As for how you can tell if you’re deficient in the vitamin, Rofheart says it’s a bit difficult to assess for several reasons: there’s a lack of accurate test markers, it’s not produced by the body naturally , and it is a water-soluble vitamin, so it is not stored in the body for very long.

There are, however, a few signs to watch out for. “Although symptomatic biotin deficiency is very rare, signs of a deficiency include thinning hair and hair lossbrittle nails, conjunctivitis, and a scaly red rash around body openings (mouth, nose, etc.),” ​​Virga says. If you notice these symptoms and think you’re biotin deficient, you can talk to your doctor about see if it’s a deficiency or signs of something else.

And when it comes to those biotin supplements you’ve probably seen all over the place – there are so many varieties available – you’ll want to tread carefully. Every expert we spoke to said it’s best to start with your diet, especially since there are so many foods that contain the vitamin.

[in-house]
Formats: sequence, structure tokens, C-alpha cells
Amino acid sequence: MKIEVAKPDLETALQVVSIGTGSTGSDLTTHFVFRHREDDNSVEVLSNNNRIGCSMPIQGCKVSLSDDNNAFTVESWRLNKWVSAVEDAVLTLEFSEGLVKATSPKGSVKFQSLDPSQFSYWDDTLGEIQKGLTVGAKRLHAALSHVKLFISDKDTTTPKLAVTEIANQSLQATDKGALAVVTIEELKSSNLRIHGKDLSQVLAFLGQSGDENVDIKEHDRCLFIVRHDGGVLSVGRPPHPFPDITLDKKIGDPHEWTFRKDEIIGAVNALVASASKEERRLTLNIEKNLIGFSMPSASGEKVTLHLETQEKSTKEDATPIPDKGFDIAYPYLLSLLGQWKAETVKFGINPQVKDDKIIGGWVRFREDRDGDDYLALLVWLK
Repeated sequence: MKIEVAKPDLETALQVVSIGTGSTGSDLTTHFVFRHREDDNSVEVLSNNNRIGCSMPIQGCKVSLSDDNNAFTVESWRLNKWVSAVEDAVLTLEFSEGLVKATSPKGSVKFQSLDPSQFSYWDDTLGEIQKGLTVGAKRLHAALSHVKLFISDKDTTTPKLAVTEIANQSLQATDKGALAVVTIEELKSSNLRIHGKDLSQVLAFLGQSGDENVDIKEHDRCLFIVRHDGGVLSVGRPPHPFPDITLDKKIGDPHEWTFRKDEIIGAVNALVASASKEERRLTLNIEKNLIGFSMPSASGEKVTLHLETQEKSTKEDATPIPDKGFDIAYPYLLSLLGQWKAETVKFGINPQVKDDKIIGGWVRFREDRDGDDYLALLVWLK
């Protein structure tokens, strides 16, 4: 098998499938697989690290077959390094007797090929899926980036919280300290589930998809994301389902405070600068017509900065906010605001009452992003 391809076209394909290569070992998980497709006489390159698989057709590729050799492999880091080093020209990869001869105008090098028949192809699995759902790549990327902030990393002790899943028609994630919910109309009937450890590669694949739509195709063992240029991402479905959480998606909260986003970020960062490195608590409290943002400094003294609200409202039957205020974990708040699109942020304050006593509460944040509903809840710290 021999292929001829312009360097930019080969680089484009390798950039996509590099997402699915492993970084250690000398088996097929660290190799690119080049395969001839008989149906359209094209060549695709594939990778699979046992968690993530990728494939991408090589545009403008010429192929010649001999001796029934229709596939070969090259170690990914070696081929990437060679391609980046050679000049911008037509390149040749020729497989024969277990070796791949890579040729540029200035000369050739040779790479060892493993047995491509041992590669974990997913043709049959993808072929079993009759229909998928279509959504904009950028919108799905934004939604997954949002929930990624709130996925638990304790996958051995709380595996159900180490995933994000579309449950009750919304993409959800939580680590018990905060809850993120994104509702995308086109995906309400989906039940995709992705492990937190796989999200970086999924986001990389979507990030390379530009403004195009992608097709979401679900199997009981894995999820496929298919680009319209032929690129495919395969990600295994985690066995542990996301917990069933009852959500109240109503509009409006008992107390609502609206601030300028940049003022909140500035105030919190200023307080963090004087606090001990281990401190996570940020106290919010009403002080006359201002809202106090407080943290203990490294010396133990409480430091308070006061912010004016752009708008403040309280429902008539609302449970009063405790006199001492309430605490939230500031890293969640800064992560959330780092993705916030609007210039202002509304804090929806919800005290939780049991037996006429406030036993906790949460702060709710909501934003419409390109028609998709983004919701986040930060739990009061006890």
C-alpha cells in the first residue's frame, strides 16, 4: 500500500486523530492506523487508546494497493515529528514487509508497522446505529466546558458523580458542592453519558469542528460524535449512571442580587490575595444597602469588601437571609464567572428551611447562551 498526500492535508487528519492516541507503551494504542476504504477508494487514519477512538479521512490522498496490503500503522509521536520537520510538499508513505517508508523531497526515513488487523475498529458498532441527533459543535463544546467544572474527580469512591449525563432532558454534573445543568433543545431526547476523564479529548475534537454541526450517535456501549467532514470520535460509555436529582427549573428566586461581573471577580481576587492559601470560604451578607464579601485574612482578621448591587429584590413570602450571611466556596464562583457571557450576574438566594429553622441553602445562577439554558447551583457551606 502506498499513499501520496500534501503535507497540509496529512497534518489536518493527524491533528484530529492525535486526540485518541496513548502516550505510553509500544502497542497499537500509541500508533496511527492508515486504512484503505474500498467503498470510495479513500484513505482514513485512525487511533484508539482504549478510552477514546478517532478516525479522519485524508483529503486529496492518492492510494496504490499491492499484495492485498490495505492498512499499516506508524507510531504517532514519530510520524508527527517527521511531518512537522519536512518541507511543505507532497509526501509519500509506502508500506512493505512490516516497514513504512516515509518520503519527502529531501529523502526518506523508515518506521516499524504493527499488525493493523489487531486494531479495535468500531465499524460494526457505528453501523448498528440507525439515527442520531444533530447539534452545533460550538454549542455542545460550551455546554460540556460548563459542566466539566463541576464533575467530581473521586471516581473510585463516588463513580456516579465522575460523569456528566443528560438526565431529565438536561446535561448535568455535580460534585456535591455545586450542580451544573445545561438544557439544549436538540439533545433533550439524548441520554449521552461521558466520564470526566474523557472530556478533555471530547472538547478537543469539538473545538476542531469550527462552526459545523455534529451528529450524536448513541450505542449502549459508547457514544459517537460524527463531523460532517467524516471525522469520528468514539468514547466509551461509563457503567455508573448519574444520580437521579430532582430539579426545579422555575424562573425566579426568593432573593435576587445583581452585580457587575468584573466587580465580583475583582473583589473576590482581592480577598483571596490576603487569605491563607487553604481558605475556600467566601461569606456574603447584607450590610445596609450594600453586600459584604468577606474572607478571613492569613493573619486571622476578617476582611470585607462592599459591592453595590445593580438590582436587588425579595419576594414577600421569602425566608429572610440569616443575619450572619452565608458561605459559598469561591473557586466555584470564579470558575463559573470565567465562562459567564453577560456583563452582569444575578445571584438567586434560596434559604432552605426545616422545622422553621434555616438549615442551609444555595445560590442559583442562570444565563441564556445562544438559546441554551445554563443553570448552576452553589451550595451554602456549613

Virga says it could be a waste of money to add biotin supplements to your routine if you don’t really need them. “There is no research to support that there are any benefits from taking a biotin supplement in people receiving adequate amounts of biotin in the diet,” she explains. “Biotin is a water-soluble vitamin, so we don’t store it in the body. Any excess we take in from food or supplements is passed out in our urine. Of course, if someone has a true deficiency in biotin, focusing on eating biotin-rich foods while taking a biotin supplement may help improve symptoms.”

But if you decide to go complementary course, you’ll want to be careful about how much you consume. Koller warns that taking too many biotin supplements can cause stomach upset or even skin problems.

If you want to kickstart your diet with biotin-rich foods, take a look at some great nutrient sources below.

1. Eggs

Rofheart says eggs are an excellent source of biotin since the yolks are particularly rich in biotin and other B vitamins. And Virga adds that egg yolks also contain Vitamin Dwhat is important immune boosting nutrient not found in many foods.